How do I gather information about a client without seeming too pushy?

Answer

It's all about asking the right questions at the appropriate times in the sales process. Those critical times are when you first contact the prospective customer, when the customer places an order, and when the first is fulfilled. These are times you need to be on the same frequency as the buyer.

During the first conversation you have with the prospect, it's imperative that you ask them, "How did you first hear of us?"

You cannot ask it randomly or casually. Make it as much a habit to record the answer to this question as it is to record a customer's name and phone number. Add all the information you obtain to your database, then periodically analyze it. 

If they say, "I was referred to you by a friend," get the friend's name. At least send that person a thank-you note. If they say, "I saw your ad," find out which one, as well as when they saw it. You need details. Don't be shy about getting them. How else can you draw conclusions about which marketing vehicle has the highest return on investment.?

The second moment of truth in the customer-supplier relationship is when an order is placed. You need to discover what the customer's motivation was when they ordered at that time. I recommend conducting a single-question survey with all your clients during the first four- to six-week period semiannually. Consider something like this:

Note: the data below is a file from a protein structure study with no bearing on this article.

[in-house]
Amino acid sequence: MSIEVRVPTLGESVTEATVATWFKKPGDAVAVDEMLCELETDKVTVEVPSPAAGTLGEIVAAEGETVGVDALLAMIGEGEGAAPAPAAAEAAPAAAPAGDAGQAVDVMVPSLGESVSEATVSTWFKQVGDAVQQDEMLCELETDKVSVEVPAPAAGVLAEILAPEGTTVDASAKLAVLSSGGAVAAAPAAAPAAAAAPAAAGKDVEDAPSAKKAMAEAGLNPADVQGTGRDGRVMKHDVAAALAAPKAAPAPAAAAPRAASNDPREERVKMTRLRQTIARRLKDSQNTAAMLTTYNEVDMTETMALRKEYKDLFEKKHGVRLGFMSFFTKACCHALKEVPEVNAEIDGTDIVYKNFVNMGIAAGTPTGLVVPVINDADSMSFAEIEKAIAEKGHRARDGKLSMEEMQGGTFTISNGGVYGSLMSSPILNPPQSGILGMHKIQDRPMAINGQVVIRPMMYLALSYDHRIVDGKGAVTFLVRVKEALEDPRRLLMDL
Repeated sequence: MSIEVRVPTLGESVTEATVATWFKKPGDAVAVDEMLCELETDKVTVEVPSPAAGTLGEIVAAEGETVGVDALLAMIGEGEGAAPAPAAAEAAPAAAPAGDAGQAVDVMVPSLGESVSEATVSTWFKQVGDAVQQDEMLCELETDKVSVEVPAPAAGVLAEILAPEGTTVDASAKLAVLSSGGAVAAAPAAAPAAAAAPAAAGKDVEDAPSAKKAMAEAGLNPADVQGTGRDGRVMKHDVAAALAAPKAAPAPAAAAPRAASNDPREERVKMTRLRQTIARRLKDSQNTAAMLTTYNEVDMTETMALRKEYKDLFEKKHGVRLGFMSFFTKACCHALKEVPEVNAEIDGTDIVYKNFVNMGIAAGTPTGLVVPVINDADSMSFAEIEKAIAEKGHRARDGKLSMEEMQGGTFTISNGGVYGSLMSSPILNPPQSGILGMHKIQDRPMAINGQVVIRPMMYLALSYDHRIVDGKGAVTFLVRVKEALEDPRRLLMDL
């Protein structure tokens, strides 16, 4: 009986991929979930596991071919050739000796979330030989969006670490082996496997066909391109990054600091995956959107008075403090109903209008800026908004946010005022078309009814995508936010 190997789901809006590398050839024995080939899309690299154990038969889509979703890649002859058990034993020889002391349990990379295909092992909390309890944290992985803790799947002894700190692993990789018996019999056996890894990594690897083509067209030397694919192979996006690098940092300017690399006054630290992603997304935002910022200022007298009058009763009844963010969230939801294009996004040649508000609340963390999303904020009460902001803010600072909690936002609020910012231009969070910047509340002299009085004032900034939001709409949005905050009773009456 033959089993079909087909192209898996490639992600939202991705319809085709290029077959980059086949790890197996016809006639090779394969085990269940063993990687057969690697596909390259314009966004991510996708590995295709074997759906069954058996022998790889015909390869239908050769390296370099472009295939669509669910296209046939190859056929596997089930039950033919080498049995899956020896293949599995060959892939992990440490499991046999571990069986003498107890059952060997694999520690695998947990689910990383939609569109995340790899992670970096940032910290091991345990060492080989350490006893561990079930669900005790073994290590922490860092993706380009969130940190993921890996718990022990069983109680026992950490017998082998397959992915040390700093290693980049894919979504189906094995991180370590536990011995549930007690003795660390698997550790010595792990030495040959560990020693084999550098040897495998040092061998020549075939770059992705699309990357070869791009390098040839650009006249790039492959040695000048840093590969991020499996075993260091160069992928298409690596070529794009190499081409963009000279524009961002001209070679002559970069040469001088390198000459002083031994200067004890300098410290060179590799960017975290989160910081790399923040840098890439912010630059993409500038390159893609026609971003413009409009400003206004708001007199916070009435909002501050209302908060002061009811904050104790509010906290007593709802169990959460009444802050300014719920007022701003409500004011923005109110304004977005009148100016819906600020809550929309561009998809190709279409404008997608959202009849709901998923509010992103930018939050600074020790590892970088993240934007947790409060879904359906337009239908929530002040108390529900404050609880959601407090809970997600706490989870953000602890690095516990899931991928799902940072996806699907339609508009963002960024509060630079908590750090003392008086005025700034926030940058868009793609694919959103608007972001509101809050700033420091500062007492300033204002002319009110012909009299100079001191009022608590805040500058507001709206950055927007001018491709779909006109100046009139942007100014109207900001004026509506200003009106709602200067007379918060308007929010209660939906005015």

What was the primary reason you decided to buy from us today (select all that apply)

  • Our superior quality
  • Our promise of excellent after-purchase service, support, warranty, etc.
  • Our salesmanship (how you were treated before placing the order)
  • Our guaranteed on-time delivery
  • Our unique, creative and/or customized designs
  • Our convenient location and hours
  • Our low price
  • A promotion we are offering

Don't forget to leave a space for any additional comments. Ask this question to a few hundred customers. You will see a pattern emerge. Don't be surprised if it is not what you thought your company was best known for. You may want to place this question on the bottom of your invoices or a postage-paid postcard enclosed with the order. Carefully heed the information you gather. It should guide you in making decisions about improving your business. Even if the survey validates your assumptions, consider investing more resources to further enhance that feature of your company that sets you apart from the competition. 

The final moment of truth is when that first order is delivered. Make a point to get feedback from first-time buyers and invite them to add their name and contact info to your database. Ask them which contact channel they prefer: monthly newsletter, text message, phone calls, email, social media, snail mail, catalogs, etc. One final question to ask is, "How often do you want us to contact you?" 

Take the time to understand your customer's buying motivations, and there's potential for small orders to lead to large orders placed more frequently, as well as a potential increase in the customer's interest in buying new items. 

Your Personal Business Trainer